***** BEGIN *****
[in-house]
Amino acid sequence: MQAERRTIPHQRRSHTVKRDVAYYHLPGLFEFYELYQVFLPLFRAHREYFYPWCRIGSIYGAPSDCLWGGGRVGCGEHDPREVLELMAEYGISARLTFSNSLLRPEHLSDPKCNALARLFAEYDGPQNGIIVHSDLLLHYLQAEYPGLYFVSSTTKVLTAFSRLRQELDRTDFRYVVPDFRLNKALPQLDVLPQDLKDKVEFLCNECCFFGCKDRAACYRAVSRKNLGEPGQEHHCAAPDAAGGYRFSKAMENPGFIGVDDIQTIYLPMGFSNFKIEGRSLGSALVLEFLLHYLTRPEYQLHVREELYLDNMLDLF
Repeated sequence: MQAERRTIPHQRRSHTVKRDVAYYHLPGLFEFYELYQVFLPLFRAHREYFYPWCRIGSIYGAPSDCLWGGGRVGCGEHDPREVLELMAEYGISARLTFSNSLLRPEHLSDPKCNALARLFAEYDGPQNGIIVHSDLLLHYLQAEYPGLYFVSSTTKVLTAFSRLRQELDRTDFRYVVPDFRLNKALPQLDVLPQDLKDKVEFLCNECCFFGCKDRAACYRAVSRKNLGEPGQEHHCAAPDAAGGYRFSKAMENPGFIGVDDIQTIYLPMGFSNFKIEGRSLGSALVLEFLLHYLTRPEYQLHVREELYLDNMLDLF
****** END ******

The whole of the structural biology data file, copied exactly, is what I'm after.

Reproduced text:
[in-house]
Amino acid sequence: MQAERRTIPHQRRSHTVKRDVAYYHLPGLFEFYELYQVFLPLFRAHREYFYPWCRIGSIYGAPSDCLWGGGRVGCGEHDPREVLELMAEYGISARLTFSNSLLRPEHLSDPKCNALARLFAEYDGPQNGIIVHSDLLLHYLQAEYPGLYFVSSTTKVLTAFSRLRQELDRTDFRYVVPDFRLNKALPQLDVLPQDLKDKVEFLCNECCFFGCKDRAACYRAVSRKNLGEPGQEHHCAAPDAAGGYRFSKAMENPGFIGVDDIQTIYLPMGFSNFKIEGRSLGSALVLEFLLHYLTRPEYQLHVREELYLDNMLDLF
Repeated sequence: MQAERRTIPHQRRSHTVKRDVAYYHLPGLFEFYELYQVFLPLFRAHREYFYPWCRIGSIYGAPSDCLWGGGRVGCGEHDPREVLELMAEYGISARLTFSNSLLRPEHLSDPKCNALARLFAEYDGPQNGIIVHSDLLLHYLQAEYPGLYFVSSTTKVLTAFSRLRQELDRTDFRYVVPDFRLNKALPQLDVLPQDLKDKVEFLCNECCFFGCKDRAACYRAVSRKNLGEPGQEHHCAAPDAAGGYRFSKAMENPGFIGVDDIQTIYLPMGFSNFKIEGRSLGSALVLEFLLHYLTRPEYQLHVREELYLDNMLDLF